The Biden administration last week assured Americans who claim to be transgender that they, surgical deformities and all, are “made in the image of God.” Of course, every person walking this earth is a creation of God, made after the likeness of the Creator, who loves each soul and longs that they may return to His righteous and loving care. But it’s equally apparent that the cult of transgenderism seeks not to celebrate that sacred image but to distort and blaspheme it.
By its very nature, transgenderism tells a confused person that his bodily creation was a mistake and the inventions of man are necessary to counteract the “deficiencies” of God. In defiance of the divine proclamation that “male and female He created them,” the alphabet sexual ideology that’s infected American institutions finds countless ways to reject the naturally created order of an orderly God. Rather than respect individuals as embodied vessels housing precious souls, transgender ideology encourages so-called doctors to hack and drug the bodies of even young children into physically deformed shells of their former selves. Just listen to these heartbreaking stories:
@cisnowflake this is KC Miller on Twitter. Really sad story #lgbt #detransitioning #trans ♬ original sound – Cisnowflake
These young women speak for the untold number of vulnerable people whose confusion was exploited by sick ideologues, with literally crippling results. They are the lucky ones — many of those victims won’t survive to tell their stories.
Mankind’s sinful desire to fashion himself into God is nothing new, although the transgender movement offers an unusual and vivid visualization of man’s ill-fated attempt to overpower his maker. In its reckless attempt to spurn what God has created and called “good,” the transgender craze calls that divine image not only insufficient but detestable. Discontent with God, its proponents seek to place themselves upon His throne.
In doing so, they partake in man’s oldest sin.
In Genesis 3, the devil tempts Eve to reject God’s commandment in Eden, promising her, “You will not surely die. For God knows that when you eat of it your eyes will be opened, and you will be like God, knowing good and evil.” That desire to “be like God” — not in the reverent way that disciples are called to “be imitators of God, as beloved children,” but in an ill-fated, idolatrous attempt to supplant the will and sovereignty of God with one’s own — has hardened the hearts of humanity ever since.
Indeed, while most of us will never physically defame the image of God, we are all guilty at times of appointing our own wills and desire for control above that of our Creator. Rather than wonder at the goodness of the God who made us in His image, we too often try to make ourselves into our own, shoddy divinities. Like any other kind of idolatry, those attempts end poorly.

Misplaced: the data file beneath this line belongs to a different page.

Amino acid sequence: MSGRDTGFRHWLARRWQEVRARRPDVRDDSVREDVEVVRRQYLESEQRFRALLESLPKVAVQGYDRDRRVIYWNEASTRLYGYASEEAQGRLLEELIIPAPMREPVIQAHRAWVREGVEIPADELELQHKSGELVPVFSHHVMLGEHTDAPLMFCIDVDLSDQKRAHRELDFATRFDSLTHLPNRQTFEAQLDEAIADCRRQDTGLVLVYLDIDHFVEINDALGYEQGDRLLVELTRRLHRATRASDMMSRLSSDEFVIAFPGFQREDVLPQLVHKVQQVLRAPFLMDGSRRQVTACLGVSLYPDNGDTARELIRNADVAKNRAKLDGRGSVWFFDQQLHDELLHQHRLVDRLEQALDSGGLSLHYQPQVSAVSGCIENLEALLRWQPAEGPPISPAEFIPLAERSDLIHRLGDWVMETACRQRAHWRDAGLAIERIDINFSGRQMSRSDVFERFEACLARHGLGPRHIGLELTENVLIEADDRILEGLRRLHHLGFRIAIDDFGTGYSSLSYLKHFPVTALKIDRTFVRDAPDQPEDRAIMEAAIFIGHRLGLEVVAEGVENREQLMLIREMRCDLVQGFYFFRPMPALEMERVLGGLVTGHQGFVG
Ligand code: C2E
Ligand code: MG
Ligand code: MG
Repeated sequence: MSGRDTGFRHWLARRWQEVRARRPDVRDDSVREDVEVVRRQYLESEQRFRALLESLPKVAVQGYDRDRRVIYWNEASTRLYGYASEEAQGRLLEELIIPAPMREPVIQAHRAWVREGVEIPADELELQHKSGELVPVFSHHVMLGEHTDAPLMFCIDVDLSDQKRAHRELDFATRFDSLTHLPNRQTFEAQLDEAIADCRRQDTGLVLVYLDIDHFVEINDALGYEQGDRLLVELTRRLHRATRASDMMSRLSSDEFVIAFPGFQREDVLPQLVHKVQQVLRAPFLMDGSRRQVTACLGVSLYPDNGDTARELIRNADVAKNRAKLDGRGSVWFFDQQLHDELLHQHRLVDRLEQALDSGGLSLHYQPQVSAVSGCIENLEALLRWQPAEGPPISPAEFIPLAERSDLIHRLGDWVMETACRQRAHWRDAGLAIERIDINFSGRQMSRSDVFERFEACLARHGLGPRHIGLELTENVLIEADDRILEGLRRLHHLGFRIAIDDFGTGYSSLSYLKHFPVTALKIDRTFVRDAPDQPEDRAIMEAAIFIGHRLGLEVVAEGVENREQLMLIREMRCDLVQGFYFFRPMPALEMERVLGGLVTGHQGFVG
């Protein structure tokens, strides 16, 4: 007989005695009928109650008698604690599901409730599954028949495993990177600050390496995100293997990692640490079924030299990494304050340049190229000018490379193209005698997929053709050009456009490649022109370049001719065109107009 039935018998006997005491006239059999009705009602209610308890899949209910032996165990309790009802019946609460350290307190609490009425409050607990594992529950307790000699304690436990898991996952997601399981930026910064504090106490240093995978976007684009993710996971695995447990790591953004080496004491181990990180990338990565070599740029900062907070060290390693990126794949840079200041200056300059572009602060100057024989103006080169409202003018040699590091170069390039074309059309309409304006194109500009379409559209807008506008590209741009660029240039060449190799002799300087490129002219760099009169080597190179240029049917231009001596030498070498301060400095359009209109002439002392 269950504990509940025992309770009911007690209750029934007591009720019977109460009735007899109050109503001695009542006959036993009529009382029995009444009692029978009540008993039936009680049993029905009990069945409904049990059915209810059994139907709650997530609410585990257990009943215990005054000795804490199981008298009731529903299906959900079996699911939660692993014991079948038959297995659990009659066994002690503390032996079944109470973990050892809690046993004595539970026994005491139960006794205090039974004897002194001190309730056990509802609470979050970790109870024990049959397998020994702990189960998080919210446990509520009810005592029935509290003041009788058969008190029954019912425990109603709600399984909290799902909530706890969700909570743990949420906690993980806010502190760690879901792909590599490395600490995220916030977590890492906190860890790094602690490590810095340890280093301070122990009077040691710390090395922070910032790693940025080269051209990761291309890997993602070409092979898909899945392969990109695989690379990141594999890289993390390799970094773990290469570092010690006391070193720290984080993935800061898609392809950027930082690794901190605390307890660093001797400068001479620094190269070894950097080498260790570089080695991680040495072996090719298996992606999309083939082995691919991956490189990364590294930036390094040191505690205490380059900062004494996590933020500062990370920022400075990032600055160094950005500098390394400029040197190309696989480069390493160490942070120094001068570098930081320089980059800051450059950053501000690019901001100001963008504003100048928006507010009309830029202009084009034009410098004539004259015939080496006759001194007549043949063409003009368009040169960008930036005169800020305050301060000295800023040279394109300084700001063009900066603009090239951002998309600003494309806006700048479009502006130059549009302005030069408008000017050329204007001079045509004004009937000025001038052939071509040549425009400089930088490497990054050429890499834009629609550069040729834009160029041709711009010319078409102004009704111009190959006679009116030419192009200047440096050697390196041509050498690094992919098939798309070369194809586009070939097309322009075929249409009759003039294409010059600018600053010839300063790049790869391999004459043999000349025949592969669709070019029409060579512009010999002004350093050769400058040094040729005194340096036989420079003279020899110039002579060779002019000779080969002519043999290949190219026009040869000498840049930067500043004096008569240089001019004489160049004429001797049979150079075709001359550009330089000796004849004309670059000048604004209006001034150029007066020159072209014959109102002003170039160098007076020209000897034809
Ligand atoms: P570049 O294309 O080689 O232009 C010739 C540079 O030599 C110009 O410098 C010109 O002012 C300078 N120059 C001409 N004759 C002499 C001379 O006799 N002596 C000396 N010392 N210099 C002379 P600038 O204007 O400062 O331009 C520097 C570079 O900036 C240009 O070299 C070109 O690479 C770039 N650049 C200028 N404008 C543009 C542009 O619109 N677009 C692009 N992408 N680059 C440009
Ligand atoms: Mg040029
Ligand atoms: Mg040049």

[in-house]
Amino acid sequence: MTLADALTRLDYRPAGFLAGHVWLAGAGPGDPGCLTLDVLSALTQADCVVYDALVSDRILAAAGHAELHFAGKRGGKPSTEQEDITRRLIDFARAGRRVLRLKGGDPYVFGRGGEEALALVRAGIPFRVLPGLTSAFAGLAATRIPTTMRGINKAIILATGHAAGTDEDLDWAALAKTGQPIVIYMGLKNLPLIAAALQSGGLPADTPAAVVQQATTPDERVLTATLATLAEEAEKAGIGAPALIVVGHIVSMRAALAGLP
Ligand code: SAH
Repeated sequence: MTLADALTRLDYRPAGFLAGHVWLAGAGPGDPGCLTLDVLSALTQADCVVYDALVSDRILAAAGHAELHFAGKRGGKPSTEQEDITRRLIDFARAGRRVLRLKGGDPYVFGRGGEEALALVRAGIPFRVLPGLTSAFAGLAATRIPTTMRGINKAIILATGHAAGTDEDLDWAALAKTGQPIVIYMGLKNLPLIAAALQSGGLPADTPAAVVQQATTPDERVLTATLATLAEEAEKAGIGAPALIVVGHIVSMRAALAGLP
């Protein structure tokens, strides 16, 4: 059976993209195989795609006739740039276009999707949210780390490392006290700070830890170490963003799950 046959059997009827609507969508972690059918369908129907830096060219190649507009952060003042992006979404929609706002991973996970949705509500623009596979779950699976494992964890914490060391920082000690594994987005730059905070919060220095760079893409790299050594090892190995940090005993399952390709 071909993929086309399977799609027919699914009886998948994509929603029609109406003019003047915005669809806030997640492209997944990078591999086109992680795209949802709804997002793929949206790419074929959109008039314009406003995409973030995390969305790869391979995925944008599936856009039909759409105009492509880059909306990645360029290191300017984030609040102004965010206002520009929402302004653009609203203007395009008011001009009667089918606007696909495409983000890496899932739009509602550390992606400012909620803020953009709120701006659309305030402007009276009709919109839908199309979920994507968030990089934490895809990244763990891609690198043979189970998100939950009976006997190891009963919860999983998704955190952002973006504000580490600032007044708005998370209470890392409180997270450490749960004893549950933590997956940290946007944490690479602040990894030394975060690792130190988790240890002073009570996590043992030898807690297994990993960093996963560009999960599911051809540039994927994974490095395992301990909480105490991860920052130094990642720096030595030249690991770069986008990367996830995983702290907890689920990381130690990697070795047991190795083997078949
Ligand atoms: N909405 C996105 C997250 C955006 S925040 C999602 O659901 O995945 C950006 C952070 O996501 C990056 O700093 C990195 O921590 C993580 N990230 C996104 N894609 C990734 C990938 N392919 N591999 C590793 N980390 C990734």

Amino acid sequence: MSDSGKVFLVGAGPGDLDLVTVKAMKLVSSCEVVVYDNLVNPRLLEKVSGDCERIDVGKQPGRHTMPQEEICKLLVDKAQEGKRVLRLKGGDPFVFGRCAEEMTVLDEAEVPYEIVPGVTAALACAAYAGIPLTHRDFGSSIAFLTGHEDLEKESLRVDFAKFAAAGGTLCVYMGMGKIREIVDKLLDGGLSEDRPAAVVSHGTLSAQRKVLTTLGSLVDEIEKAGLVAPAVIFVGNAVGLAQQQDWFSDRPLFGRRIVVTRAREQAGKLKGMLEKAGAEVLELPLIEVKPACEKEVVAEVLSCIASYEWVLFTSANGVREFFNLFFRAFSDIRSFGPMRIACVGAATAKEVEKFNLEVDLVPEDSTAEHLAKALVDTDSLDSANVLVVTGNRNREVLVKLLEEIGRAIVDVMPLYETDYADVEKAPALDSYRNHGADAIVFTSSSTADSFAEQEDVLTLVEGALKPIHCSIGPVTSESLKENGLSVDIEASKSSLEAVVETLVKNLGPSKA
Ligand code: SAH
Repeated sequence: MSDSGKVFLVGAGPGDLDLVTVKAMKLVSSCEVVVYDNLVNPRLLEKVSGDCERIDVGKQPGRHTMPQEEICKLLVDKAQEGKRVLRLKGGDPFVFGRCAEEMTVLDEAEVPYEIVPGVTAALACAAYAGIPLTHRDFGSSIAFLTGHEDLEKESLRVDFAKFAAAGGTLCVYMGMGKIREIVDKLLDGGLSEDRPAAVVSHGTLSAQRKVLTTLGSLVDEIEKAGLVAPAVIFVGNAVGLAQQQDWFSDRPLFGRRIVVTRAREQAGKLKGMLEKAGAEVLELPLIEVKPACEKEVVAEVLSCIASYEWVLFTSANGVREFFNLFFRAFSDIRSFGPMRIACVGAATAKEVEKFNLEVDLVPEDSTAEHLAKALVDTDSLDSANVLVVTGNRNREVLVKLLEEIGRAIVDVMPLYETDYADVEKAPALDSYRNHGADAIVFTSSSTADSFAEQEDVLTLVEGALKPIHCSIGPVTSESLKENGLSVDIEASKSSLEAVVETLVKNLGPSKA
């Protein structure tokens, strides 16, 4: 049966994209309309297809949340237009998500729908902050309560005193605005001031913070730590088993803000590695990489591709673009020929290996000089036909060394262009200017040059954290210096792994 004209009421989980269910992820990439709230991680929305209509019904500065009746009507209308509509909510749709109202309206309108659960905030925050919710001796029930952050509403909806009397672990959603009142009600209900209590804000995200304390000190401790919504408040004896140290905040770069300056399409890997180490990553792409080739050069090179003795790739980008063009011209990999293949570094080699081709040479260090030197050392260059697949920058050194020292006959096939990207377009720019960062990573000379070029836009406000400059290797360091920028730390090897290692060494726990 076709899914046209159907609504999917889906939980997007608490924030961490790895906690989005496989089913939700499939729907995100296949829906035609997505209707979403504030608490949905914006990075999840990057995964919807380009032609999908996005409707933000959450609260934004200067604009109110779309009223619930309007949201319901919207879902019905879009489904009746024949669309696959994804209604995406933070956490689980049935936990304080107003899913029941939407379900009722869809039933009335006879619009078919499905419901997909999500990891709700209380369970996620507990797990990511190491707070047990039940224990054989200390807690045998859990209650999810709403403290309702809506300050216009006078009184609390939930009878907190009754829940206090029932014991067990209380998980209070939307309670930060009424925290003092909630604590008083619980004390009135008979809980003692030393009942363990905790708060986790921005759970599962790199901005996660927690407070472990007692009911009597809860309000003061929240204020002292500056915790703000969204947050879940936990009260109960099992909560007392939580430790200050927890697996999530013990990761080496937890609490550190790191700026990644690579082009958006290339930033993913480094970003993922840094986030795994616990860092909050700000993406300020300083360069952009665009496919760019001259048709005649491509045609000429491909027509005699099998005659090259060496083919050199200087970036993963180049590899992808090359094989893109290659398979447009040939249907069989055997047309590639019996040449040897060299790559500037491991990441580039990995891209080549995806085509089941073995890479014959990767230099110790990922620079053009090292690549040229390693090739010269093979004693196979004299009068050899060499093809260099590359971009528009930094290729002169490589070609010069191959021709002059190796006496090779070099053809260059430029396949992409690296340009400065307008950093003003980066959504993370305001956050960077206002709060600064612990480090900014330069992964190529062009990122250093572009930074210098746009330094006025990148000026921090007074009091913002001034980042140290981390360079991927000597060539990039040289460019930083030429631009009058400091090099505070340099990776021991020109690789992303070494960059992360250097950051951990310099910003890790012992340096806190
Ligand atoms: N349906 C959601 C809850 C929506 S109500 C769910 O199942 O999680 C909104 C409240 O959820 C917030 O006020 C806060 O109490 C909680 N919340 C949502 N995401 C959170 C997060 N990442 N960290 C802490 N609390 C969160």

Every culture has committed such sins in one form or another, from the Israelites’ golden calf in the shadow of Sinai to Western man’s post-Enlightenment attempts to achieve a godless, humanist utopia. Like theirs, ours finds countless ways to reject God. We foolishly play at the divine by appointing ourselves the executioners of the innocents, from unborn children to people who have simply lost hope. In denigrating the institutions of marriage and family, we mock His intended designs for our lives and, in so doing, hurt ourselves.
Not only are our sinful actions, but even the attitudes that direct them, are a foolhardy attempt to remake ourselves into little gods. If our secular culture has a defining maxim, it’s that self-realization and self-love are the greatest goods and that repression of or offense against anyone’s self-deity is the greatest evil. From abortion to school shootings, that sick self-worship produces deadly results.
Neither by mutilating our bodies with transgender pseudoscience nor by building our lives as tributes to our own glory can we make ourselves more divine. To the contrary, those and any other attempts to subvert God’s righteous purposes for our lives are acts of rebellion, tearing a rift between ourselves and our Creator that reflects man’s original rebellion in Eden. Man is created in God’s image, but man’s very attempt to make himself into God has stained that likeness. It is a stain we are unable to cleanse.
As we remember at Easter, only the atoning sacrifice of Christ — who is the perfect “image of the invisible God” — can redeem us from that revolt. The grace of God extended to us by the crucifixion is boundless, able to reach both the prideful churchgoer and the soul whose mutilated body bears the very scars of mocking the image of God. Only by accepting that grace, and following Christ’s example by putting to death our old selves, may we be made right with God.
By His grace, we may “put on the new self, which is being renewed in knowledge after the image of its Creator.”